[This article is excerpted from chapter 14 of Human Action.] It is generally believed that economists, in dealing with the problems of a market economy, are quite unrealistic in assuming that all men are always eager to gain the highest attainable advantage. They construct, it is said, the image of a perfectly selfish and rationalistic ...
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[This article is excerpted from chapter 14 of Human Action.]
It is generally believed that economists, in dealing with the problems of a market economy, are quite unrealistic in assuming that all men are always eager to gain the highest attainable advantage. They construct, it is said, the image of a perfectly selfish and rationalistic being for whom nothing counts but profit. Such a homo economicus may be a likeness of stock jobbers and speculators. But the immense majority are very different. Nothing for the cognition of reality can be learned from the study of the conduct of this delusive image.
It is not necessary to enter again into a refutation of all the confusion, error, and distortion inherent in this contention. The first two parts of this book have unmasked the fallacies implied. At this point it is enough to deal with the problem of the maximization of profits.
Praxeology in general and economics in its special field assume with regard to the springs of human action nothing other than that acting man wants to remove uneasiness. Under the particular conditions of dealing on the market, action means buying and selling. Everything that economics asserts about demand and supply refers to every instance of demand and supply and not only to demand and supply brought about by some special circumstances requiring a particular description or definition.
To assert that a man, faced with the alternative of getting more or less for a commodity he wants to sell, ceteris paribus chooses the high price, does not require any further assumption. A higher price means for the seller a better satisfaction of his wants. The same applies mutatis mutandis to the buyer. The amount saved in buying the commodity concerned enables him to spend more for the satisfaction of other needs. To buy in the cheapest market and to sell in the dearest market is, other things being equal, not conduct which would presuppose any special assumptions concerning the actor's motives and morality. It is merely the necessary offshoot of any action under the conditions of market exchange.
In his capacity as a businessman, a man is a servant of the consumers, bound to comply with their wishes. He cannot indulge in his own whims and fancies. But his customers' whims and fancies are for him ultimate law, provided these customers are ready to pay for them. He is under the necessity of adjusting his conduct to the demand of the consumers. If the consumers, without a taste for the beautiful, prefer things ugly and vulgar, he must, contrary to his own convictions, supply them with such things.1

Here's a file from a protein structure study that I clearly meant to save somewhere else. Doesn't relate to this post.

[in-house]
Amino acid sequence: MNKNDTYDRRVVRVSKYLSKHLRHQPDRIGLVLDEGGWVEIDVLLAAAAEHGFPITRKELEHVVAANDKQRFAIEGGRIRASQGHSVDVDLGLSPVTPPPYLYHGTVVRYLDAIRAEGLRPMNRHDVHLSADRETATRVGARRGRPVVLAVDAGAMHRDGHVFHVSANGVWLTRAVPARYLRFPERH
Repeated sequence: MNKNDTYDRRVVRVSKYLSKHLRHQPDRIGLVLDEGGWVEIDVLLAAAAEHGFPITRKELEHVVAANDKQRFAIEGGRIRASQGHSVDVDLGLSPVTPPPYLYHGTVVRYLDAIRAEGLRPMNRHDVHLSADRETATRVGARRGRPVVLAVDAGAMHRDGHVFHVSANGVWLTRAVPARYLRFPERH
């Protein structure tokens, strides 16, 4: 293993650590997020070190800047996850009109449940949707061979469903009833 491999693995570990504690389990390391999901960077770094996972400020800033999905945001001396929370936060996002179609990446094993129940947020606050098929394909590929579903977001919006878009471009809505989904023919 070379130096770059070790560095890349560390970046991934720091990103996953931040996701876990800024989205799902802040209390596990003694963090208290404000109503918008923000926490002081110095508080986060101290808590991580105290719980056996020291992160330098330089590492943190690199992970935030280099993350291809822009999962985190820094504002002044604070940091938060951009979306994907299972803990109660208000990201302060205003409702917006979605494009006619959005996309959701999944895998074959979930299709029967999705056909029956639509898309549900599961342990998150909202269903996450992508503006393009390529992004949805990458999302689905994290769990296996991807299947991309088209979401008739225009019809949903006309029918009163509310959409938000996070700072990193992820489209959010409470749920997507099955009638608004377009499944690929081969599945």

If consumers do not want to pay a higher price for domestic products than for those produced abroad, he must buy the foreign product, provided it is cheaper. An employer cannot grant favors at the expense of his customers. He cannot pay wage rates higher than those determined by the market if the buyers are not ready to pay proportionately higher prices for commodities produced in plants in which wage rates are higher than in other plants.
It is different with man in his capacity as spender of his income. He is free to do what he likes best. He can bestow alms. He can, motivated by various doctrines and prejudices, discriminate against goods of a certain origin or source and prefer the worse or more expensive product to the—technologically—better and cheaper one.
As a rule, people in buying do not make gifts to the seller. But nonetheless that happens. The boundaries between buying goods and services needed and giving alms are sometimes difficult to discern. He who buys at a charity sale usually combines a purchase with a donation for a charitable purpose. He who gives a dime to a blind street musician certainly does not pay for the questionable performance; he simply gives alms.
Man in acting is a unity. The businessman who owns the whole firm may sometimes efface the boundaries between business and charity. If he wants to relieve a distressed friend, delicacy of feeling may prompt him to resort to a procedure which spares the latter the embarrassment of living on alms. He gives the friend a job in his office although he does not need his help or could hire an equivalent helper at a lower salary. Then the salary granted appears formally as a part of business outlays. In fact it is the spending of a fraction of the businessman's income. It is, from a correct point of view, consumption and not an expenditure designed to increase the firm's profits.2
Awkward mistakes are due to the tendency to look only upon things tangible, visible, and measurable, and to neglect everything else. What the consumer buys is not simply food or calories. He does not want to feed like a wolf, he wants to eat like a man. Food satisfies the appetite of many people the better the more appetizingly and tastefully it is prepared, the finer the table is set, and the more agreeable the environment is in which the food is consumed. Such things are regarded as of no consequence by a consideration exclusively occupied with the chemical aspects of the process of digestion.3 But the fact that they play an important role in the determination of food prices is perfectly compatible with the assertion that people prefer, ceteris paribus, to buy in the cheapest market. Whenever a buyer, in choosing between two things which chemists and technologists deem perfectly equal, prefers the more expensive, he has a reason.